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22 November 2023

Feedback from our participation in the IACDE 2023 International Convention

Alexandra BUOR, our Design & 3D expert, takes the floor to share her experience of the latest IACDE convention, which took place in Rome on September 28 and 29, 2023.

 

What is the IACDE?

   

L’ IACDE is an organization founded in 1910 by American and Italian master tailors to share their know-how. Today, theIACDE brings together international fashion brands andmanufacturers, as well as artisans from the four corners of the globe. The aim of the IACDE is to enable the sharing of technical knowledge in garment design between professionals and to advance the fashion industry.

   

Why did you join IACDE?

 

As you know, I’ve worked in the fashion world, as a product developer, textile project manager, and now as a 3D expert. My role as a consultant makes monitoring necessary. Always on the lookout for new approaches and case studies in fashion (particularly around the use of new technologies like 3D), I was immediately motivated by the idea of joining this association. Learn by sharing ideas and methods, with the aim of advancing the industry at a professional convention? It was obvious that I had to take part.

 

IACDE stands for genuine simplicity and benevolence, enabling free and constructive exchanges and contributing to the emergence of new ideas. IACDE also brings together members from different countries (North America, Scandinavia, Europe and Japan), and this cultural diversity is a boon for inspiring exchanges.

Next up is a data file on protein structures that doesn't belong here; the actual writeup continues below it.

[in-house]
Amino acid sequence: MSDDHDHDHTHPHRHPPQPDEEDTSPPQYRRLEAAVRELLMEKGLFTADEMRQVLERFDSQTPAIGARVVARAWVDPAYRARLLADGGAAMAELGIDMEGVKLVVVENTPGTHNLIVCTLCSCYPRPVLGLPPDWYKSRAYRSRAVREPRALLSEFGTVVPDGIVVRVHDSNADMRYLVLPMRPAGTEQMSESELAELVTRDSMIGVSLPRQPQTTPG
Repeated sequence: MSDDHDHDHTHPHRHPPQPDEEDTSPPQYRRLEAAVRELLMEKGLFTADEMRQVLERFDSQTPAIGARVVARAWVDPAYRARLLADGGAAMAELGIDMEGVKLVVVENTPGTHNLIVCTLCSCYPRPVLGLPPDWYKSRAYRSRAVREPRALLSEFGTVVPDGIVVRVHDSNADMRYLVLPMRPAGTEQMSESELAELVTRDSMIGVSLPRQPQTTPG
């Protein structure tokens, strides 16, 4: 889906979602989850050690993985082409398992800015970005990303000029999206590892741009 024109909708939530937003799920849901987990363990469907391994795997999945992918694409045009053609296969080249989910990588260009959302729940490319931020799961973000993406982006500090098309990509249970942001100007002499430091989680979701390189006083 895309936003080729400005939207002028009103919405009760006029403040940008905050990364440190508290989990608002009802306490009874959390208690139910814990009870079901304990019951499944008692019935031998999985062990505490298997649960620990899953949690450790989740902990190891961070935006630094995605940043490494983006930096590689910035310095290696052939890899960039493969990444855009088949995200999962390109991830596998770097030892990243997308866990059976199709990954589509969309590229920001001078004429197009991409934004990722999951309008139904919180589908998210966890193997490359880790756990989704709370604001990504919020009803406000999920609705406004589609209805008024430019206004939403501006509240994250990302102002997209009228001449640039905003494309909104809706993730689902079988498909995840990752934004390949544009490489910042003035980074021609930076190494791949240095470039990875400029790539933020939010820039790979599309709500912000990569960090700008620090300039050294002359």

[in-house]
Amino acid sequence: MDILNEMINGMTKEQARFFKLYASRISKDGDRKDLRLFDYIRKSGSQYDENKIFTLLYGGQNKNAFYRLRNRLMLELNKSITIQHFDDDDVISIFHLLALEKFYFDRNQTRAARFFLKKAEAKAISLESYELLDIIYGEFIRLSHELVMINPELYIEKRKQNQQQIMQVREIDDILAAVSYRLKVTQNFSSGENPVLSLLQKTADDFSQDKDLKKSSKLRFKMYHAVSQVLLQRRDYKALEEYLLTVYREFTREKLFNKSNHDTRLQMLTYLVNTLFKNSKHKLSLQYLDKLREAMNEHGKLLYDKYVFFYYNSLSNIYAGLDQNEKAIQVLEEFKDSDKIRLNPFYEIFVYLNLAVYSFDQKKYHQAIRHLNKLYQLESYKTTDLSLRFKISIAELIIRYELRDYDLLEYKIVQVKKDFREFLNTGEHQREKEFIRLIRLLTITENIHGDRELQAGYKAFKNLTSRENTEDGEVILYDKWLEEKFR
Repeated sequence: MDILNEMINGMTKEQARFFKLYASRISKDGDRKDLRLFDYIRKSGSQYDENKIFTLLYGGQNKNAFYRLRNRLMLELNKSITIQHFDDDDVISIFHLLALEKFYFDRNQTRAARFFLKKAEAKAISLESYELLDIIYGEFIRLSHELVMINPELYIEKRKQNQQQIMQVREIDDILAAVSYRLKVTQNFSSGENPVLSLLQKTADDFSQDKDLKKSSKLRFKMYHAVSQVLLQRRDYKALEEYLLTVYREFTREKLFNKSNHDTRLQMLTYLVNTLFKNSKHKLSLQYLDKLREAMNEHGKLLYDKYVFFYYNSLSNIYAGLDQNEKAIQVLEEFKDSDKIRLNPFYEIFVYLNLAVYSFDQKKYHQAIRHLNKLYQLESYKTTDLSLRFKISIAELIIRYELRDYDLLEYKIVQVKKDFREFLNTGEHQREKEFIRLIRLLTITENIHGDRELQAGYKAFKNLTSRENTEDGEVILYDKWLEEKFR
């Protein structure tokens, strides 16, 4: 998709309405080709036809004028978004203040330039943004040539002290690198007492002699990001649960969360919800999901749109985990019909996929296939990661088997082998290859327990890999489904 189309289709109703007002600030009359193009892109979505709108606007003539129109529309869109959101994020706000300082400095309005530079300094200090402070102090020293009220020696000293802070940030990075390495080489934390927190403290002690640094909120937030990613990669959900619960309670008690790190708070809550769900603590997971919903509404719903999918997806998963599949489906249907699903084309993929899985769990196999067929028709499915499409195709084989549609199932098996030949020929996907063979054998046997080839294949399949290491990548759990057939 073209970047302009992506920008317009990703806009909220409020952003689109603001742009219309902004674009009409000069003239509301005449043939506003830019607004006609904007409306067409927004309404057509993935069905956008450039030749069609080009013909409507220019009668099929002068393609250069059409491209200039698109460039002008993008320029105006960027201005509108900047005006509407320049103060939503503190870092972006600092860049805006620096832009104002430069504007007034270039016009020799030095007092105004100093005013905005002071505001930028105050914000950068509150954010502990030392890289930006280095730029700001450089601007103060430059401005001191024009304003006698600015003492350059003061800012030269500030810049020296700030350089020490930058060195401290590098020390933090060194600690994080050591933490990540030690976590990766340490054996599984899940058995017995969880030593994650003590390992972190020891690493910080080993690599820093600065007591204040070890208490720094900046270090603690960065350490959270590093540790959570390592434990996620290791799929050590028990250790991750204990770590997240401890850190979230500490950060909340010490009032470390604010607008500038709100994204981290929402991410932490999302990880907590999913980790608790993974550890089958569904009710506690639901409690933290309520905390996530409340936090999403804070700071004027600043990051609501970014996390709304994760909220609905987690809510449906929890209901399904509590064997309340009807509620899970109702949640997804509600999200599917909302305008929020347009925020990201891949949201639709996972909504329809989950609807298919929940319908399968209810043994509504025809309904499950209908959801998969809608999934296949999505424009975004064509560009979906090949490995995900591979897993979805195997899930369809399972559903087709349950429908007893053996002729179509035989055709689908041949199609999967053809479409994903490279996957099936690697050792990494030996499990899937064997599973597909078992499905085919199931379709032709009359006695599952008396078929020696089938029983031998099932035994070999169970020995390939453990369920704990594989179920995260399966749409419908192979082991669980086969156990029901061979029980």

Back to 2023

 

This year’s convention was held in Rome, the undisputed home of master bespoke tailors who excel in the art of the perfect suit.

 

The main themes discussed revolved around key topics such as :

  1. The integration of 3D solutions in the field of made-to-measure craftsmanship,
  2. Sustainable development in the clothing industry,
  3. Relocation strategies.
 

1 – Integrating 3D solutions

 

During the various conferences and discussions, I was delighted to see that the art of bespoke tailoring did not exclude the use of 3D technology. On the contrary, they see the value of these tools, both as facilitators of remote working and as catalysts for innovative ideas. Of course, I’ve always been convinced of the multiple benefits of 3D, but meeting other professionals who share this conviction reassures me about the future of the fashion industry.

 

During the convention, Hugo Boss and Scott Sports shared their experiences ofintegrating 3D technology throughout the product development cycle. This enabled us to gain valuable insights into the implementation stages and the success of their project. It’s essential to stress thata 3D project can only succeed if management integrates this tool into the company’s strategy, and if ambitions are well defined. Otherwise, it will be in vain. It’s comforting to hear, and it’s hard not to smile, because it’s one of the pieces of advice I’ve been giving since the start of my 3D adventure.

   

2 – Sustainable development in the apparel industry

 

Another important theme that has been widely explored is sustainable development. It was clear that each country has its own definition and perspective on sustainable development and eco-responsibility. But everyone agrees that the stakes are so high that change needs to take place on a global scale, rather than individually, if we are to be aligned and move forward as a whole.